Friday, January 12, 2007

Cinderella creator's birthday

Charles Perrault, born on this day in 1628, is credited with capturing the classic European version of the Cinderella story so familiar to us. So, for a change of pace, I thought I might feature my favorite Cinderella poem. This one is by Judith Viorst, author of the classic picture book, Alexander and the Terrible, Horrible, No Good, Very Bad Day.


By Judith Viorst

I really didn’t notice that he had a funny nose.
And he certainly looked better all dressed up in fancy clothes.
He’s not nearly as attractive as he seemed the other night.
So I think I’ll just pretend that this glass slipper feels too tight.

From: If I were in charge of the world and other worries

The European tale of Cinderella or the “good sister/bad sister” story told in cultures all around the world may be the most adapted, retold, and reillustrated folktale in children’s literature. There are culturally rich versions as well as nonsensical modernized renditions to choose from. Roald Dahl wrote a rhyming parody in his Revolting Rhymes collection and Shel Silverstein turned his attention to the tale with this gem.


by Shel Silverstein

From dusk to dawn,
From town to town,
Without a single clue,
I seek the tender, slender foot
To fit this crystal shoe.
From dusk to dawn,
I try it on
Each damsel that I meet.
And I still love her so, but oh,
I've started hating feet.

from A Light in the Attic

Cinderella is such a part of Americans’ literary heritage that phrases like “if the shoe fits,” “Cinderella complex,” and “until the stroke of midnight” are part of their everyday vernacular. Folklorists have identified more than 3,000 stories that qualify as Cinderella variants worldwide; almost every culture, every nation, has at least one variant, one authentic tale with Cinderella-style characters and motifs. What is it about this girl’s story that has such appeal across generations of listeners and readers, and also across so many countries and cultures?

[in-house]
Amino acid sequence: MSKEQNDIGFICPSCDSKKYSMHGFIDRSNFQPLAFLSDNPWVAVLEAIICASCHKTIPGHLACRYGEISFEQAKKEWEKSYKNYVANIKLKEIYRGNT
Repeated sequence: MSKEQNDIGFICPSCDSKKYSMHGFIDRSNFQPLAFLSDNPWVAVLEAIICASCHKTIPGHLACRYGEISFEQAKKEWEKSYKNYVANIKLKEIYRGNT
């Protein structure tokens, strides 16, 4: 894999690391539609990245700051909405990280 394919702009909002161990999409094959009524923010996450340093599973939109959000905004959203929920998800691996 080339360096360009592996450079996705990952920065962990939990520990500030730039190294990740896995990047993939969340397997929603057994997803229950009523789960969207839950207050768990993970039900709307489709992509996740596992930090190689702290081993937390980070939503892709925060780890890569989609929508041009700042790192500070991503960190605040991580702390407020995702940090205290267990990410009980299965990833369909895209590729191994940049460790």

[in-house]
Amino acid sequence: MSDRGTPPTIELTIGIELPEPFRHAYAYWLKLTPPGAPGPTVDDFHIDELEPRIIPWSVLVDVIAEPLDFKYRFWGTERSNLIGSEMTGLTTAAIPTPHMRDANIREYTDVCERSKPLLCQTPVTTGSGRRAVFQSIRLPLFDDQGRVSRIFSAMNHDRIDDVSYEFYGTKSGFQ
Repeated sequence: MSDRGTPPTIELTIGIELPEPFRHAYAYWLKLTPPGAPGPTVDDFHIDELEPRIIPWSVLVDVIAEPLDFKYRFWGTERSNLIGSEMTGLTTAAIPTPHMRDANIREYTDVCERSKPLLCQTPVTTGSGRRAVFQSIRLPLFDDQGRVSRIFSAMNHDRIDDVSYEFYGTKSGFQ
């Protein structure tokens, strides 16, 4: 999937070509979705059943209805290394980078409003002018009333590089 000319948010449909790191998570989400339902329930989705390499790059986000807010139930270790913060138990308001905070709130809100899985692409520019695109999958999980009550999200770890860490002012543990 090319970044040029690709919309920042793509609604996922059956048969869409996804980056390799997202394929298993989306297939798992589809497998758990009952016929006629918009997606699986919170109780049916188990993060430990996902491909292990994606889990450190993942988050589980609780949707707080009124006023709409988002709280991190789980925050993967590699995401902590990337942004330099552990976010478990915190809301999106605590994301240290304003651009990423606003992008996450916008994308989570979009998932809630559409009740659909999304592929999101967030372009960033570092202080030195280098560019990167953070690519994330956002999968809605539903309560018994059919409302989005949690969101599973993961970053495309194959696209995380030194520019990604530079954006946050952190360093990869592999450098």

Elaine Magliaro said...


Kelly is doing the Poetry Friday roundup at Big A little a this week.

Here are titles of two poetry books you might be interested in reading:

CINDERELLA'S DRESS, which is a book-length poem written by Nancy Willard and illustrated by Jane Dyer.

IF THE SHOE FITS: VOICES FROM CINDERELLA, which was written by Laura Whipple. It's a collection of original poems in which different characters from the Cinderella story speak to readers.
Titles of poems include Stepmother's Rhythm, The Prince Grumbles, The Rat's Ride, and The Stepsisters' Reprise.

I like the two poems you shared today. I always shared them with my second grade students when we were reading different versions of the Cinderella tale. One of my favorite versions is Judy Sierra's THE GIFT OF THE CROCODILE.

Kyra said...


The Cinderella theme also extends to quilts! I made a quilt featuring an African American Cinderella sitting on the steps of the palace with her bare feet extended. The words on the quilt said "Let's cut to the chase... I wear size 9!" Here' a link to the image.

author, "Martha Ann's Quilt for Queen Victoria" (2007)